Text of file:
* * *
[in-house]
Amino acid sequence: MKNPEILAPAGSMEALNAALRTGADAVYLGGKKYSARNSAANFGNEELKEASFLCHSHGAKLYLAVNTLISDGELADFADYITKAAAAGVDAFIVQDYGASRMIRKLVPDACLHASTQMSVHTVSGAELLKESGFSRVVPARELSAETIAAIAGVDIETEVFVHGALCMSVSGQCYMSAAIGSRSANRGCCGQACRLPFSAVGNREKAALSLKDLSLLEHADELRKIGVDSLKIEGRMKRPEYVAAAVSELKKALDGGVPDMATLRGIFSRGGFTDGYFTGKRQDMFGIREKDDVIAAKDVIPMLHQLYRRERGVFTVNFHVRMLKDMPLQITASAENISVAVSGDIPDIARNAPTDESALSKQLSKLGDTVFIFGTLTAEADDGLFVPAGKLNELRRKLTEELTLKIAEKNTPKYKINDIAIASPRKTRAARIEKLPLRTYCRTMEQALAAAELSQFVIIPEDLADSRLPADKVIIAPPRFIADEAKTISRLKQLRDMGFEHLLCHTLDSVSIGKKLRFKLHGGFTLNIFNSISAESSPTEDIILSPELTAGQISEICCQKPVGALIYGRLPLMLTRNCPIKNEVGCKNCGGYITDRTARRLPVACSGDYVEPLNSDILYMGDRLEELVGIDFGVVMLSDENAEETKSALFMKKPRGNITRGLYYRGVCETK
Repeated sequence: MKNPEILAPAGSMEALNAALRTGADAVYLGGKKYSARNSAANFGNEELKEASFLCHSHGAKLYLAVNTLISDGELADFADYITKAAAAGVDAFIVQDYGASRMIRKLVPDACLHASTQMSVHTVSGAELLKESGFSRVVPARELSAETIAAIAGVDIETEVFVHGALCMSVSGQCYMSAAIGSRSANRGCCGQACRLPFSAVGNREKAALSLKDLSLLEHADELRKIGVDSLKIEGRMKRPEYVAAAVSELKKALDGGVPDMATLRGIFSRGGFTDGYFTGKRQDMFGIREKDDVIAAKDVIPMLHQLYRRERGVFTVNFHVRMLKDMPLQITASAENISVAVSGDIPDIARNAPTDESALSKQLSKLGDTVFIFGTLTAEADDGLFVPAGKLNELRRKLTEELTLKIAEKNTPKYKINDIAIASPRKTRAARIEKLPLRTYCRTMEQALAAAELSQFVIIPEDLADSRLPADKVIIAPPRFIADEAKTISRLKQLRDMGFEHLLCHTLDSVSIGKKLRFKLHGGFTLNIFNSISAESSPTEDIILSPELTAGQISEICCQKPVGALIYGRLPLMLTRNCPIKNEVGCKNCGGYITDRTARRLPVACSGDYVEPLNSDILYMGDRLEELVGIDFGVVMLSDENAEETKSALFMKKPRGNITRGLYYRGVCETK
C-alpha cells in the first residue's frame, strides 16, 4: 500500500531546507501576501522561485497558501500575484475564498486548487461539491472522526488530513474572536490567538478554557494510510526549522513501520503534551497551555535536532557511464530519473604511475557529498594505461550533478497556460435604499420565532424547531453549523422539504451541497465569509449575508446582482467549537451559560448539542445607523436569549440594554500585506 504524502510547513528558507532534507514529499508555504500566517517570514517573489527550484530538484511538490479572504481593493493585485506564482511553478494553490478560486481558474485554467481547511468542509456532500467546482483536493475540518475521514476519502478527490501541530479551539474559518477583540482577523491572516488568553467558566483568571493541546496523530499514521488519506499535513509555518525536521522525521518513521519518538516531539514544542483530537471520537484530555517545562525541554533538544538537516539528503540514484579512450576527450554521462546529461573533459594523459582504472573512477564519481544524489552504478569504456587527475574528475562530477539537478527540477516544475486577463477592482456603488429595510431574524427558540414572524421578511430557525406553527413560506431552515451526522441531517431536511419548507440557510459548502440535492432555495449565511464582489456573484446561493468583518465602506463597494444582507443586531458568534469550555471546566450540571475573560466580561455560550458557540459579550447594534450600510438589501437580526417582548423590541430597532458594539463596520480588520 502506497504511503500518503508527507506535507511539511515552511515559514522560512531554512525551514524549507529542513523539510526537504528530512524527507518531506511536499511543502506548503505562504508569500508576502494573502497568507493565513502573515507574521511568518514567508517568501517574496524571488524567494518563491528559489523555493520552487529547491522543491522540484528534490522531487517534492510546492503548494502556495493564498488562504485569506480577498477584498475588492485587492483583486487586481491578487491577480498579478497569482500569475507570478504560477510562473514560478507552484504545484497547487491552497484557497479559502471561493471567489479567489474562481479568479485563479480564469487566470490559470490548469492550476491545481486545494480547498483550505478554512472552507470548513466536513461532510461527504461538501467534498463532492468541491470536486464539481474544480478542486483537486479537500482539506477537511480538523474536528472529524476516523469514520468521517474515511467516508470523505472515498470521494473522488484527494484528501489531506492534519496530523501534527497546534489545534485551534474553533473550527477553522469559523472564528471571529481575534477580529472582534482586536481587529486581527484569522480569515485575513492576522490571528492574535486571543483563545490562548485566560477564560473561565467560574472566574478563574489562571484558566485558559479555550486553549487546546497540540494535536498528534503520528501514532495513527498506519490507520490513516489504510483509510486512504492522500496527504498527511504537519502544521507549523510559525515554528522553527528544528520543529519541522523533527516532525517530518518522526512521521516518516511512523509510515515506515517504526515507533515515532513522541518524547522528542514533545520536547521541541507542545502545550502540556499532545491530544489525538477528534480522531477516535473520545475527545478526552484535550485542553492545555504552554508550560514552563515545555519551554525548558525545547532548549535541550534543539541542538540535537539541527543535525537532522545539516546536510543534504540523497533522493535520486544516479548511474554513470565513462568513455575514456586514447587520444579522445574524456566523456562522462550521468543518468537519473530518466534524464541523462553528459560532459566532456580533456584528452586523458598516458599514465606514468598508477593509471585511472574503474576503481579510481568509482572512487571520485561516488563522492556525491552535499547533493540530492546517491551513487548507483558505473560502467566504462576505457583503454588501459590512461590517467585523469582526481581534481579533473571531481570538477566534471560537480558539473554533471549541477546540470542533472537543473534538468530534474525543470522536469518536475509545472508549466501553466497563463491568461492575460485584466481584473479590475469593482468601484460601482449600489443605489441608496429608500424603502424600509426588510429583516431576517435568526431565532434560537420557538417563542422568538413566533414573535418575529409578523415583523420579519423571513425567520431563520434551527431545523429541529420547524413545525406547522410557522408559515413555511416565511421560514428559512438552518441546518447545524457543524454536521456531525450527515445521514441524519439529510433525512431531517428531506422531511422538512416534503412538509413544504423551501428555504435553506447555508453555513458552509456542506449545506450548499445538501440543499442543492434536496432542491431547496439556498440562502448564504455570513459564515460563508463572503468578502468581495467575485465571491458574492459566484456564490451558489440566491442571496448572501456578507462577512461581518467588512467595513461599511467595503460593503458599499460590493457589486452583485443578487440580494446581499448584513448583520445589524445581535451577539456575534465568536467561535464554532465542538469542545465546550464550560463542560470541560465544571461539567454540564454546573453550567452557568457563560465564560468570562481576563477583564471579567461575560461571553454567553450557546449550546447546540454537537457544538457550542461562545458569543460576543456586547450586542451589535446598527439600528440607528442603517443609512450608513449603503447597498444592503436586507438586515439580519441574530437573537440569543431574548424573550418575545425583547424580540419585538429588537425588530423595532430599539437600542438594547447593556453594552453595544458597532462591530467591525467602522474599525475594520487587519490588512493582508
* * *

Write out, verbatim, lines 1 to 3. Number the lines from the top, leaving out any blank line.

[in-house]
Amino acid sequence: MKNPEILAPAGSMEALNAALRTGADAVYLGGKKYSARNSAANFGNEELKEASFLCHSHGAKLYLAVNTLISDGELADFADYITKAAAAGVDAFIVQDYGASRMIRKLVPDACLHASTQMSVHTVSGAELLKESGFSRVVPARELSAETIAAIAGVDIETEVFVHGALCMSVSGQCYMSAAIGSRSANRGCCGQACRLPFSAVGNREKAALSLKDLSLLEHADELRKIGVDSLKIEGRMKRPEYVAAAVSELKKALDGGVPDMATLRGIFSRGGFTDGYFTGKRQDMFGIREKDDVIAAKDVIPMLHQLYRRERGVFTVNFHVRMLKDMPLQITASAENISVAVSGDIPDIARNAPTDESALSKQLSKLGDTVFIFGTLTAEADDGLFVPAGKLNELRRKLTEELTLKIAEKNTPKYKINDIAIASPRKTRAARIEKLPLRTYCRTMEQALAAAELSQFVIIPEDLADSRLPADKVIIAPPRFIADEAKTISRLKQLRDMGFEHLLCHTLDSVSIGKKLRFKLHGGFTLNIFNSISAESSPTEDIILSPELTAGQISEICCQKPVGALIYGRLPLMLTRNCPIKNEVGCKNCGGYITDRTARRLPVACSGDYVEPLNSDILYMGDRLEELVGIDFGVVMLSDENAEETKSALFMKKPRGNITRGLYYRGVCETK
Repeated sequence: MKNPEILAPAGSMEALNAALRTGADAVYLGGKKYSARNSAANFGNEELKEASFLCHSHGAKLYLAVNTLISDGELADFADYITKAAAAGVDAFIVQDYGASRMIRKLVPDACLHASTQMSVHTVSGAELLKESGFSRVVPARELSAETIAAIAGVDIETEVFVHGALCMSVSGQCYMSAAIGSRSANRGCCGQACRLPFSAVGNREKAALSLKDLSLLEHADELRKIGVDSLKIEGRMKRPEYVAAAVSELKKALDGGVPDMATLRGIFSRGGFTDGYFTGKRQDMFGIREKDDVIAAKDVIPMLHQLYRRERGVFTVNFHVRMLKDMPLQITASAENISVAVSGDIPDIARNAPTDESALSKQLSKLGDTVFIFGTLTAEADDGLFVPAGKLNELRRKLTEELTLKIAEKNTPKYKINDIAIASPRKTRAARIEKLPLRTYCRTMEQALAAAELSQFVIIPEDLADSRLPADKVIIAPPRFIADEAKTISRLKQLRDMGFEHLLCHTLDSVSIGKKLRFKLHGGFTLNIFNSISAESSPTEDIILSPELTAGQISEICCQKPVGALIYGRLPLMLTRNCPIKNEVGCKNCGGYITDRTARRLPVACSGDYVEPLNSDILYMGDRLEELVGIDFGVVMLSDENAEETKSALFMKKPRGNITRGLYYRGVCETK